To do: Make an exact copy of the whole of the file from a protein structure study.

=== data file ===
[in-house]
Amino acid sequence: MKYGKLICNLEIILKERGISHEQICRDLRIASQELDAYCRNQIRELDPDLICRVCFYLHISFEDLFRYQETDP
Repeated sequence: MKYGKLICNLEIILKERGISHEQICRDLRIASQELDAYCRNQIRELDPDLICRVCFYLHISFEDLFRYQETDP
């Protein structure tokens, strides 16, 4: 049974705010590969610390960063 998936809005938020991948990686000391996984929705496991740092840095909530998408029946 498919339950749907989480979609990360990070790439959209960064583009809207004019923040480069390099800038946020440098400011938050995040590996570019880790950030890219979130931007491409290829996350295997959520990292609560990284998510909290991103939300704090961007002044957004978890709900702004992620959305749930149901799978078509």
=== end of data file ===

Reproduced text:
[in-house]
Amino acid sequence: MKYGKLICNLEIILKERGISHEQICRDLRIASQELDAYCRNQIRELDPDLICRVCFYLHISFEDLFRYQETDP
Repeated sequence: MKYGKLICNLEIILKERGISHEQICRDLRIASQELDAYCRNQIRELDPDLICRVCFYLHISFEDLFRYQETDP
């Protein structure tokens, strides 16, 4: 049974705010590969610390960063 998936809005938020991948990686000391996984929705496991740092840095909530998408029946 498919339950749907989480979609990360990070790439959209960064583009809207004019923040480069390099800038946020440098400011938050995040590996570019880790950030890219979130931007491409290829996350295997959520990292609560990284998510909290991103939300704090961007002044957004978890709900702004992620959305749930149901799978078509």